04:23 So if I ask you that because I want to see if I need to do certain diagnostic screenings or test on this person, I need to say that so people don't think that people, meaning the veteran or the military person, doesn't think that I'm just prying or something like that and you don't know it's going to trigger them but you need to acknowledge that.

    04:43 So next time you need to be careful and just ask them.

    04:46 How can we engage in that conversation? If they said don't even want to talk about it, you have to respect it.

    04:52 The next thing is Substance Abuse Disorders.

    04:56 So, when we think about mental health and mental illness, people do try to find ways to fix or cope with something and sometimes that happens in the form of a substance use disorder, not substance abuse because abuse implies something negative, but substance use disorders.

    05:13 So not using that to label in stereotype, "How can I help a person? How can I offer some alternatives to that? How can I help rehabilitate the person so that I can provide those safe alternatives? You also want to acknowledge that suicide rate so high in a lot of veterans so you have to be real careful in your approach and sometimes there is a psychosis that happens, you have to be prepared that certain things will trigger and irritate certain veterans.

    05:48 Just lots of different things so it's so important to do your homework and apply that CQ framework, and I mentioned the homelessness thinking about why oftentimes it circles back to that mental health diagnosis that the person may have.

    06:05 And so if you know someone's home is there or resources and services, what your job as the advocate we talked about, what your job is is to try to find housing for that veteran.

    06:17 Some will refuse and I know this, I've seen it firsthand.

    06:21 So if they refuse how can I still continue to engage in and make sure that they're getting the medicines that they need, get in to those healthcare appointments, and accept that I can't judge if people just haphazardly show up to these appointments.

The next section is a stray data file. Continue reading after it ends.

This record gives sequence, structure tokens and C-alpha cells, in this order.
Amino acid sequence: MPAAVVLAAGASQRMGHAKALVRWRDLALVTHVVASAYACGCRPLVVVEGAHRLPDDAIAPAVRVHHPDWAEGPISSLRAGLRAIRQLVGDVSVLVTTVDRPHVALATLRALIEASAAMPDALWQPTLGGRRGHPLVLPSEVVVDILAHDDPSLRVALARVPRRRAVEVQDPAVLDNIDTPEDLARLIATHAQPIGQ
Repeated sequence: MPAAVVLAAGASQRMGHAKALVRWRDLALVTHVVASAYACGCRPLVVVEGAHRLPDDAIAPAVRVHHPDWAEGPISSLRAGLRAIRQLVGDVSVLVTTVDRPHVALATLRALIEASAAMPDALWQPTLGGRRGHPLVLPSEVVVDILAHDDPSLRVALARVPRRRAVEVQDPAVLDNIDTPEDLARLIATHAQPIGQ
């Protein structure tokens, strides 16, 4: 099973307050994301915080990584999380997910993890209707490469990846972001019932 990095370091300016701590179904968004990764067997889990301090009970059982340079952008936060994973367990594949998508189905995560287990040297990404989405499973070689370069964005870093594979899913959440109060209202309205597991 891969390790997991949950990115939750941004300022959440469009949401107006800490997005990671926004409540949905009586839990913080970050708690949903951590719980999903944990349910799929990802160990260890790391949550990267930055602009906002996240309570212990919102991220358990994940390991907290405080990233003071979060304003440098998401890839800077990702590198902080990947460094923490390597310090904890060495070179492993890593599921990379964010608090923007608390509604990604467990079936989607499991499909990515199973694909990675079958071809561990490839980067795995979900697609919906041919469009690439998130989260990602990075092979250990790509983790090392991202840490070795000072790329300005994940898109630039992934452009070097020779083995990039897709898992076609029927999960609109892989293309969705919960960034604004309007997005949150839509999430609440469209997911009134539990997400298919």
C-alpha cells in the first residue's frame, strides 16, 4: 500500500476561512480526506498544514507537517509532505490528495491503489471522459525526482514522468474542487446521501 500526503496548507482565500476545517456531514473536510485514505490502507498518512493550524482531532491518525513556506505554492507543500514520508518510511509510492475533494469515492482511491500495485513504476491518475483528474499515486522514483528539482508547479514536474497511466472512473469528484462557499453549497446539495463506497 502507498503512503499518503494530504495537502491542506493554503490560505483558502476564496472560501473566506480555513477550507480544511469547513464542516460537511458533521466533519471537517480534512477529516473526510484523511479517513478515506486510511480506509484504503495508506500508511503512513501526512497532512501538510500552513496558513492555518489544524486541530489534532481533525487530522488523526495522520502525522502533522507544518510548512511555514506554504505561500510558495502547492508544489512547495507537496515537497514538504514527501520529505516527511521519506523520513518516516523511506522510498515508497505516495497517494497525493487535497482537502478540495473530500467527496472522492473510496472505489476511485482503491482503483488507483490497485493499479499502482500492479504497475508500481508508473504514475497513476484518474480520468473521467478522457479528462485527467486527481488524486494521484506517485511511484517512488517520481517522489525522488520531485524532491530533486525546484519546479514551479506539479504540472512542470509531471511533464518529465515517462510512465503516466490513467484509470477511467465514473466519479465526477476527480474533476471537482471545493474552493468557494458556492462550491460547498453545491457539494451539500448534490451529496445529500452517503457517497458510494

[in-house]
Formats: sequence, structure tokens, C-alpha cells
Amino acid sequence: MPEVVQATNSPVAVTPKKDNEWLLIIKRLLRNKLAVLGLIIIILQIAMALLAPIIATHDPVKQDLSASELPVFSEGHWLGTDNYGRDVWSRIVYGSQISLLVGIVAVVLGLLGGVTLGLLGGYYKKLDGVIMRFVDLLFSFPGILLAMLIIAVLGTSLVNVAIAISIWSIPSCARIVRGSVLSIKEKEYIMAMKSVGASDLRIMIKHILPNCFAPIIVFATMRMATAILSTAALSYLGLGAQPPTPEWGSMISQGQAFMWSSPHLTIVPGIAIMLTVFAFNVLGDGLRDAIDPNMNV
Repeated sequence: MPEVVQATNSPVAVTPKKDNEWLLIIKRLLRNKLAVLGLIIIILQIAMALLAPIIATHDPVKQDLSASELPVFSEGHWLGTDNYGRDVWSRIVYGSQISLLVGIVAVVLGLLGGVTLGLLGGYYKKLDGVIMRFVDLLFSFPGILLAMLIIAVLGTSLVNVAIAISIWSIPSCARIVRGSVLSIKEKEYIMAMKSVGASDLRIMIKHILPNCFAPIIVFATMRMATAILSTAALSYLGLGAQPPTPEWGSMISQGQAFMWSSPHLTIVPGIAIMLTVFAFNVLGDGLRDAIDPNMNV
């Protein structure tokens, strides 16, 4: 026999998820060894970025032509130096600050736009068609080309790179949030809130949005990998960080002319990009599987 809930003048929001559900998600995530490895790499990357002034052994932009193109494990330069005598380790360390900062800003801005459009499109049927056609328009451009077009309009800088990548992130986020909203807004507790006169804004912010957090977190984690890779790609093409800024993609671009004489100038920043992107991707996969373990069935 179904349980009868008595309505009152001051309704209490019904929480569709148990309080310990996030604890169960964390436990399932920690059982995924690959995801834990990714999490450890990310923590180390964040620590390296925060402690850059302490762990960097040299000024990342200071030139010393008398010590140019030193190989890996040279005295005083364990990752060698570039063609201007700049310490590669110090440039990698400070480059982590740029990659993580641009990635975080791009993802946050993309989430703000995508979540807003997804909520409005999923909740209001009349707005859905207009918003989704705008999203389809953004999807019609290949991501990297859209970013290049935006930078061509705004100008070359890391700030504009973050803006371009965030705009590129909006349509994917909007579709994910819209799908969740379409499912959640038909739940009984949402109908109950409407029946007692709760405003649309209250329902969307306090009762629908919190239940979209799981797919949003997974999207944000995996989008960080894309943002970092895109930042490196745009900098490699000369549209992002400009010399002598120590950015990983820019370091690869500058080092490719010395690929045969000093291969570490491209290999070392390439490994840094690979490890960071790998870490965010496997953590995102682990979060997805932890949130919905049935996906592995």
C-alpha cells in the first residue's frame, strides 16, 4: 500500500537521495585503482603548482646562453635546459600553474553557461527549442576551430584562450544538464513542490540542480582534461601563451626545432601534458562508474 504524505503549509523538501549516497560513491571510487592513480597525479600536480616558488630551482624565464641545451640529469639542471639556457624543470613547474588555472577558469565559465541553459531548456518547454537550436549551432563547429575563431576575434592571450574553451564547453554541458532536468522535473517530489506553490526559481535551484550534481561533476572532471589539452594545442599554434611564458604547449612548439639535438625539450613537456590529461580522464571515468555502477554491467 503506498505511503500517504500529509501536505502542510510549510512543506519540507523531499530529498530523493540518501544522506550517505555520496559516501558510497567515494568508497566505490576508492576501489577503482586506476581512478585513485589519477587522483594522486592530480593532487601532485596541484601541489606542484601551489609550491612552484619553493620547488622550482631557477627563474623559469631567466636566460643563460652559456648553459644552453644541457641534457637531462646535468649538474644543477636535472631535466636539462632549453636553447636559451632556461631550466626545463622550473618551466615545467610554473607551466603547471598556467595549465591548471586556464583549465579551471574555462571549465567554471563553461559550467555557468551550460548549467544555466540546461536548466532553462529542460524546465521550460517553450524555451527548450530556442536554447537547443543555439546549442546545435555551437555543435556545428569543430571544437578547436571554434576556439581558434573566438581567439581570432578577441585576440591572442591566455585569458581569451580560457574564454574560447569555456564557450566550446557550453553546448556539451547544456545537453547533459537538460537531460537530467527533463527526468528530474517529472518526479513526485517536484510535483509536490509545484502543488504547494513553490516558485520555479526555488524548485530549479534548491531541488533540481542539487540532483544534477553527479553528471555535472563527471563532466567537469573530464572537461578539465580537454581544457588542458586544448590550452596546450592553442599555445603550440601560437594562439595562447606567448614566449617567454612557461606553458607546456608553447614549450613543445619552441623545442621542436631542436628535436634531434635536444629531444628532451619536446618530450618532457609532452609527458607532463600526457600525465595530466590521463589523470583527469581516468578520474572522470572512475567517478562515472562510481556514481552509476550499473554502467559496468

06:36 When they show up, I need to be willing and able to help them along the way serving as an advocate in a healthcare provider focusing on what is optimal health for this person and it's not going to be the same for everybody because we want to assign what that should look like.

    06:53 What does wellness mean to that person? Not to me, but where does this person want to get to in terms of what they see as wellness? We have to also understand that a lot of veterans experience lots of different pain.

    07:08 And that pain is significant and oftentimes people get hooked on opioids, pain medicines, whatever it is. So, why is that? Because that pain is real, so how can I help with that instead of seeing them as a drug seeker or looking at it from a negative perspective? What can I do to help this person achieve a level of pain that's tolerable? For me as a fixer, I would want it to be a zero or a one.

    07:36 But to that person, not just veterans but any person, but to that person if they want to get down to a 5 I need to accept that and not try to force things on people.

    07:47 One point I do want to make in terms of going back to the suicide, depressed veterans are more likely to commit suicide than those with PTSD so sometimes we may misconstrue that but it's important that even though that little tidbit when we think about culturally responsible healthcare, not just for veterans but for everybody but in particular in this case I need to make sure that I'm able to identify when a person or a veteran is depressed and how can I intervene to try to prevent the suicide and also providing those resources for suicide prevention.

    08:25 And I know that the VA in particular is very committed to that offering those resources and those numbers for those high lines.

    About the Lecture

    The lecture Additional Health Concerns for Veterans by Angela Richard-Eaglin, DNP, MSN, FNP-BC, CNE, FAANP, CDE is from the course Veterans Health and Cultural Awareness.

    Author of lecture Additional Health Concerns for Veterans

     Angela Richard-Eaglin, DNP, MSN, FNP-BC, CNE, FAANP, CDE

    Angela Richard-Eaglin, DNP, MSN, FNP-BC, CNE, FAANP, CDE